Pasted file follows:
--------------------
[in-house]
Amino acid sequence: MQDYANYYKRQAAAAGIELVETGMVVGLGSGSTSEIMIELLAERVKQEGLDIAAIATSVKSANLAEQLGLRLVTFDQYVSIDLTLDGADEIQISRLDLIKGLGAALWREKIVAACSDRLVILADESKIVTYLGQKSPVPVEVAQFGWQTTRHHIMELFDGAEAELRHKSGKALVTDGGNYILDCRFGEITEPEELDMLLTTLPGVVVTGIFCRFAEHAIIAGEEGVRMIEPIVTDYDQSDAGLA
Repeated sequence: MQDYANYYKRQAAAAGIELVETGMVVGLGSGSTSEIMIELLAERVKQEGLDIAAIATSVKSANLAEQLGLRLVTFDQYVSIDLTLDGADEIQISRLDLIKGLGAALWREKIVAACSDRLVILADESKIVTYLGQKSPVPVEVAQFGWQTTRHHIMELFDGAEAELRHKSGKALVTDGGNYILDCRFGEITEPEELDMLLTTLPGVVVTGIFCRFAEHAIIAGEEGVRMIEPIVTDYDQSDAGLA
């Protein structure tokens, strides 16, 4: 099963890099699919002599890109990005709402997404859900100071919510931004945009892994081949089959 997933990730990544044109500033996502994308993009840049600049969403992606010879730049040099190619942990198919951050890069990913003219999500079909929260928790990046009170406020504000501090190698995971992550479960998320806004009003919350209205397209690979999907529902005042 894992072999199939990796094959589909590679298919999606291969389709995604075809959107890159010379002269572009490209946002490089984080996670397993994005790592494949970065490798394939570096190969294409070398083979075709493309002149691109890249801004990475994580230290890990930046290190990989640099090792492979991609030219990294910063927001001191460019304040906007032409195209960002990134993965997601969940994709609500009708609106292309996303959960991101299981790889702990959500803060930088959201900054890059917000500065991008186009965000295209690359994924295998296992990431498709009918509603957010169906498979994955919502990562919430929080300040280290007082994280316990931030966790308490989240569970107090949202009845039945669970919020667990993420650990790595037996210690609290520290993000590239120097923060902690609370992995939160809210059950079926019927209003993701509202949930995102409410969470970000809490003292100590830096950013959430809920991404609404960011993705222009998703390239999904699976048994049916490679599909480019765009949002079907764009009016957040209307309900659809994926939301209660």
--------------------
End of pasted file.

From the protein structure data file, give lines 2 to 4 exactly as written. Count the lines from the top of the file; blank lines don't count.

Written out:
Amino acid sequence: MQDYANYYKRQAAAAGIELVETGMVVGLGSGSTSEIMIELLAERVKQEGLDIAAIATSVKSANLAEQLGLRLVTFDQYVSIDLTLDGADEIQISRLDLIKGLGAALWREKIVAACSDRLVILADESKIVTYLGQKSPVPVEVAQFGWQTTRHHIMELFDGAEAELRHKSGKALVTDGGNYILDCRFGEITEPEELDMLLTTLPGVVVTGIFCRFAEHAIIAGEEGVRMIEPIVTDYDQSDAGLA
Repeated sequence: MQDYANYYKRQAAAAGIELVETGMVVGLGSGSTSEIMIELLAERVKQEGLDIAAIATSVKSANLAEQLGLRLVTFDQYVSIDLTLDGADEIQISRLDLIKGLGAALWREKIVAACSDRLVILADESKIVTYLGQKSPVPVEVAQFGWQTTRHHIMELFDGAEAELRHKSGKALVTDGGNYILDCRFGEITEPEELDMLLTTLPGVVVTGIFCRFAEHAIIAGEEGVRMIEPIVTDYDQSDAGLA
């Protein structure tokens, strides 16, 4: 099963890099699919002599890109990005709402997404859900100071919510931004945009892994081949089959 997933990730990544044109500033996502994308993009840049600049969403992606010879730049040099190619942990198919951050890069990913003219999500079909929260928790990046009170406020504000501090190698995971992550479960998320806004009003919350209205397209690979999907529902005042 894992072999199939990796094959589909590679298919999606291969389709995604075809959107890159010379002269572009490209946002490089984080996670397993994005790592494949970065490798394939570096190969294409070398083979075709493309002149691109890249801004990475994580230290890990930046290190990989640099090792492979991609030219990294910063927001001191460019304040906007032409195209960002990134993965997601969940994709609500009708609106292309996303959960991101299981790889702990959500803060930088959201900054890059917000500065991008186009965000295209690359994924295998296992990431498709009918509603957010169906498979994955919502990562919430929080300040280290007082994280316990931030966790308490989240569970107090949202009845039945669970919020667990993420650990790595037996210690609290520290993000590239120097923060902690609370992995939160809210059950079926019927209003993701509202949930995102409410969470970000809490003292100590830096950013959430809920991404609404960011993705222009998703390239999904699976048994049916490679599909480019765009949002079907764009009016957040209307309900659809994926939301209660």